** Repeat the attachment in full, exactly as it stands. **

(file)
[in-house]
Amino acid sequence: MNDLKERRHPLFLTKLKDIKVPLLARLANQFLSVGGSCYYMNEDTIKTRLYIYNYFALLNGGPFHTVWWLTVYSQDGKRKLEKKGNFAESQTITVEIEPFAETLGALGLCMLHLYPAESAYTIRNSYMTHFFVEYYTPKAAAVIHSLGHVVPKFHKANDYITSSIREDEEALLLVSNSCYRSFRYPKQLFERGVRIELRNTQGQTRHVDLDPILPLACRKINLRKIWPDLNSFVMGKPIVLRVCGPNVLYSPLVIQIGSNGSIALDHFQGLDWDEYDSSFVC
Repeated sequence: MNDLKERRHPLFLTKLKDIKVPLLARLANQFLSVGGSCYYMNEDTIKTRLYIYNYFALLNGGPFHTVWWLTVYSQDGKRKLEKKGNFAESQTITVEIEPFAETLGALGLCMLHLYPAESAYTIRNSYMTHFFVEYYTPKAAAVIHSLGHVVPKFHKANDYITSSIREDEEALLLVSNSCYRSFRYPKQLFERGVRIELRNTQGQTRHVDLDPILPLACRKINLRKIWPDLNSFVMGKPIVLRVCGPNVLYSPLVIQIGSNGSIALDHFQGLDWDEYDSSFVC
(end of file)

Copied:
[in-house]
Amino acid sequence: MNDLKERRHPLFLTKLKDIKVPLLARLANQFLSVGGSCYYMNEDTIKTRLYIYNYFALLNGGPFHTVWWLTVYSQDGKRKLEKKGNFAESQTITVEIEPFAETLGALGLCMLHLYPAESAYTIRNSYMTHFFVEYYTPKAAAVIHSLGHVVPKFHKANDYITSSIREDEEALLLVSNSCYRSFRYPKQLFERGVRIELRNTQGQTRHVDLDPILPLACRKINLRKIWPDLNSFVMGKPIVLRVCGPNVLYSPLVIQIGSNGSIALDHFQGLDWDEYDSSFVC
Repeated sequence: MNDLKERRHPLFLTKLKDIKVPLLARLANQFLSVGGSCYYMNEDTIKTRLYIYNYFALLNGGPFHTVWWLTVYSQDGKRKLEKKGNFAESQTITVEIEPFAETLGALGLCMLHLYPAESAYTIRNSYMTHFFVEYYTPKAAAVIHSLGHVVPKFHKANDYITSSIREDEEALLLVSNSCYRSFRYPKQLFERGVRIELRNTQGQTRHVDLDPILPLACRKINLRKIWPDLNSFVMGKPIVLRVCGPNVLYSPLVIQIGSNGSIALDHFQGLDWDEYDSSFVC